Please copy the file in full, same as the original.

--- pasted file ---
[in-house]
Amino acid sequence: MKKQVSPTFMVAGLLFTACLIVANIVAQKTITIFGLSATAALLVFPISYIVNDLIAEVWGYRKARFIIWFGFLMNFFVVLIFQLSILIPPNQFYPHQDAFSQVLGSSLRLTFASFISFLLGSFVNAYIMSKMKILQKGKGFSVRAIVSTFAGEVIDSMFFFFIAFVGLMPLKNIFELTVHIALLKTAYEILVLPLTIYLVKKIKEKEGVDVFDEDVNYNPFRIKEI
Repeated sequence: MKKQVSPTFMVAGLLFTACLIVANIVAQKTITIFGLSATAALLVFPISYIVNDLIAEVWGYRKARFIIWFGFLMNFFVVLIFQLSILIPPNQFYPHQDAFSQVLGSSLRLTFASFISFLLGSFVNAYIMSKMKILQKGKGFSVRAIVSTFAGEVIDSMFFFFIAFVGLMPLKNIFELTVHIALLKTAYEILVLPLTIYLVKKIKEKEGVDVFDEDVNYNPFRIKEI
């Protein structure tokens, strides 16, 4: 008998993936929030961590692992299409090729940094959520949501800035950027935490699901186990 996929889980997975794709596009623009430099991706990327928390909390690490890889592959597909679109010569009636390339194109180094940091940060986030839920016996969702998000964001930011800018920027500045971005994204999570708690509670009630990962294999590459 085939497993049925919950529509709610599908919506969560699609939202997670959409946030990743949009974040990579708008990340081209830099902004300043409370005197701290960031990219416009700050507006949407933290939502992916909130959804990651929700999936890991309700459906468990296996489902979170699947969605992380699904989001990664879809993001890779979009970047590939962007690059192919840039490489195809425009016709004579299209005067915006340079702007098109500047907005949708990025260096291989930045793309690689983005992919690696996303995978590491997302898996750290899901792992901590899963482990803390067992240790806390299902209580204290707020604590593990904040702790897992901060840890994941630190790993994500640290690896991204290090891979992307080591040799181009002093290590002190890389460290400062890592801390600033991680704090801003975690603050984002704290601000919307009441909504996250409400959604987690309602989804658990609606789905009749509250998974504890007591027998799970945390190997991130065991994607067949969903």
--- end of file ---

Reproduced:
[in-house]
Amino acid sequence: MKKQVSPTFMVAGLLFTACLIVANIVAQKTITIFGLSATAALLVFPISYIVNDLIAEVWGYRKARFIIWFGFLMNFFVVLIFQLSILIPPNQFYPHQDAFSQVLGSSLRLTFASFISFLLGSFVNAYIMSKMKILQKGKGFSVRAIVSTFAGEVIDSMFFFFIAFVGLMPLKNIFELTVHIALLKTAYEILVLPLTIYLVKKIKEKEGVDVFDEDVNYNPFRIKEI
Repeated sequence: MKKQVSPTFMVAGLLFTACLIVANIVAQKTITIFGLSATAALLVFPISYIVNDLIAEVWGYRKARFIIWFGFLMNFFVVLIFQLSILIPPNQFYPHQDAFSQVLGSSLRLTFASFISFLLGSFVNAYIMSKMKILQKGKGFSVRAIVSTFAGEVIDSMFFFFIAFVGLMPLKNIFELTVHIALLKTAYEILVLPLTIYLVKKIKEKEGVDVFDEDVNYNPFRIKEI
């Protein structure tokens, strides 16, 4: 008998993936929030961590692992299409090729940094959520949501800035950027935490699901186990 996929889980997975794709596009623009430099991706990327928390909390690490890889592959597909679109010569009636390339194109180094940091940060986030839920016996969702998000964001930011800018920027500045971005994204999570708690509670009630990962294999590459 085939497993049925919950529509709610599908919506969560699609939202997670959409946030990743949009974040990579708008990340081209830099902004300043409370005197701290960031990219416009700050507006949407933290939502992916909130959804990651929700999936890991309700459906468990296996489902979170699947969605992380699904989001990664879809993001890779979009970047590939962007690059192919840039490489195809425009016709004579299209005067915006340079702007098109500047907005949708990025260096291989930045793309690689983005992919690696996303995978590491997302898996750290899901792992901590899963482990803390067992240790806390299902209580204290707020604590593990904040702790897992901060840890994941630190790993994500640290690896991204290090891979992307080591040799181009002093290590002190890389460290400062890592801390600033991680704090801003975690603050984002704290601000919307009441909504996250409400959604987690309602989804658990609606789905009749509250998974504890007591027998799970945390190997991130065991994607067949969903």